11-20 CACAA DCDBD
21-30 DBACB ADBBC
44.he has found out how it works and learnt to use it appropriately.
45. by trying it out and seeing whether it works, by gradually changing it and refining it
46. including many of the concepts that the schools think only they can teach him,
11. W: Just imagine! We have to finish reading 300 pages before Monday! How can the professor expect us to do it in such a short time?
M: Yeah, but what troubles me is that I can’t find the book in the library or in the university bookstore.
Q: What does the man mean?
12. M: Do you think I could borrow your car to go grocery shopping? The supermarkets outside the city are so much cheaper. I’d also be happy to pick up anything you need.
W: Well, I don’t like to let anyone else drive my car. Tell you what, why don’t we go together?
Q: What does the woman mean?
13. M: Forgive the mess in here, we have a party last night. There were a lot of people and they all brought food.
W: Yeah, I can tell. Well, I guess it’s pretty obvious what you’ll be doing most of today.
Q: What does the woman think the man will do?
14. W: What time would suit you for the first round talks with John Smith?
M: Well, you know my schedule. Other than this Friday, one day is as good as the next.
Q: What does the man mean?
15. W: I was so angry yesterday! My biology teacher did not even let me explain why I missed the field trip. He just wouldn’t let me pass!
M: That doesn’t seem fair. I’d feel that way too if I were you.
Q: What does the man imply?
16. M: I really can’t stand the way David controls the conversation all the time. If he is going to be at your Christmas party, I just won’t come.
W: I’m sorry you feel that way, but my mother insists that he come.
Q: What does the woman imply?
17. W: You’re taking a course with Professor Johnson. What’s your impression so far?
M: Well, many students could hardly stay awake in his class without first drinking a cup of coffee.
Q: What does the man imply?
18. W: Have you ever put a computer together before?
M: No, never. But I think if we follow these instructions exactly, we won’t have much trouble.
Q: What are the speakers going to do?
W: What sort of hours do you work, Steve?
M: Well I have to work very long hours, about eleven hours a day.
W: What time do you start?
M: I work 9 to 3, then I start again at 5:30 and work until 11, six days a week. So I have to work very unsocial hours.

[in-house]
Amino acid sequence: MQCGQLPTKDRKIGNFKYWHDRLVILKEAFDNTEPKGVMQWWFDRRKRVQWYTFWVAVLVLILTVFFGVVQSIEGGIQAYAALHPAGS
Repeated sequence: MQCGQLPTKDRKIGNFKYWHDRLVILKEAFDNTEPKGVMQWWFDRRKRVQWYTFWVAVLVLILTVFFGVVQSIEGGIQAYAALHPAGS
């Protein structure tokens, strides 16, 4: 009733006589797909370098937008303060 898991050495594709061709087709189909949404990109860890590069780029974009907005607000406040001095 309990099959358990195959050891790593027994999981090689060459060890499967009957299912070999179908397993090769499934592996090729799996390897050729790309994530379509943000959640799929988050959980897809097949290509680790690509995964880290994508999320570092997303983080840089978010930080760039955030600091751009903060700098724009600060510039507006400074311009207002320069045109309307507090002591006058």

W: And do you have to work at the weekend?
M: Oh, yes, that’s our busiest time. I get Wednesdays off.
W: What are the things you have to do and the things you don’t have to do?
M: Uh, I don’t have to do the washing-up, so that’s good. I have to wear white, and I have to keep everything in the kitchen totally clean.
W: What’s hard about the job?
M: You are standing up all the time. When we are busy, people get angry and sharp, but that’s normal.
W: How did you learn the profession?
M: Well, I did a two-year course at college. In the first year we had to learn the basics, and then we had to take exams.
W: Was it easy to find a job?
M: I wrote to about six hotels and one of them gave me my first job, so I didn’t have to wait too long.
W: And what’s the secret of being good at your job?
M: Attention to detail. You have to love it. You have to show passion for it.
W: And what are your plans for the future?
M: I want to have my own place when the time is right.
Q19. What does the man say about his job?
Q20. What does the man think is the hardest part of his job?
Q21. Where did the man get his first job after graduation?
Q22. What does the man say is important to being good at his job?
W: Now you’ve seen this table of figures about the pocket money children in Britain get?
M: Yes. I thought it was quite interesting, but I don’t quite understand the column entitled change. Can you explain what it means?
W: Well, I think it means the change from the year before. I am not a mathematician, but I assume the rise from 70p to 90p is a rise of 25 percent.
M: Oh yes, I see. And the inflation rate is there for comparison.
W: Yes. why do you think the rise in pocket money is often higher than inflation?
M: I am sorry I’ve no idea. Perhaps parents in Britain are too generous.
W: Perhaps they are. But it looks as if children were not better off in 2001 than they were in 2002. That’s strange, isn’t it? And they seem to have been better off in 2003 than they are now. I wonder why that is.
M: Yes, I don’t understand that at all.
W: Anyway, if you had children, how much pocket money would you give them?
M: I don’t know. I think I’ll probably give them 2 pounds a week.
W: Would you? And what would you expect them to do with it?
M: Well, out of that, they have to buy some small personal things, but I wouldn’t expect them to save to buy their own socks, for example.
W: Yes, by the way, do most children in your country get pocket money?
M: Yeah, they do.
Q23 What is the table of figures about?
Q24 What do we learn from the conversation about British children’s pocket money?
Q25 Supposing the man had children, what would he expect them to do with their pocket money?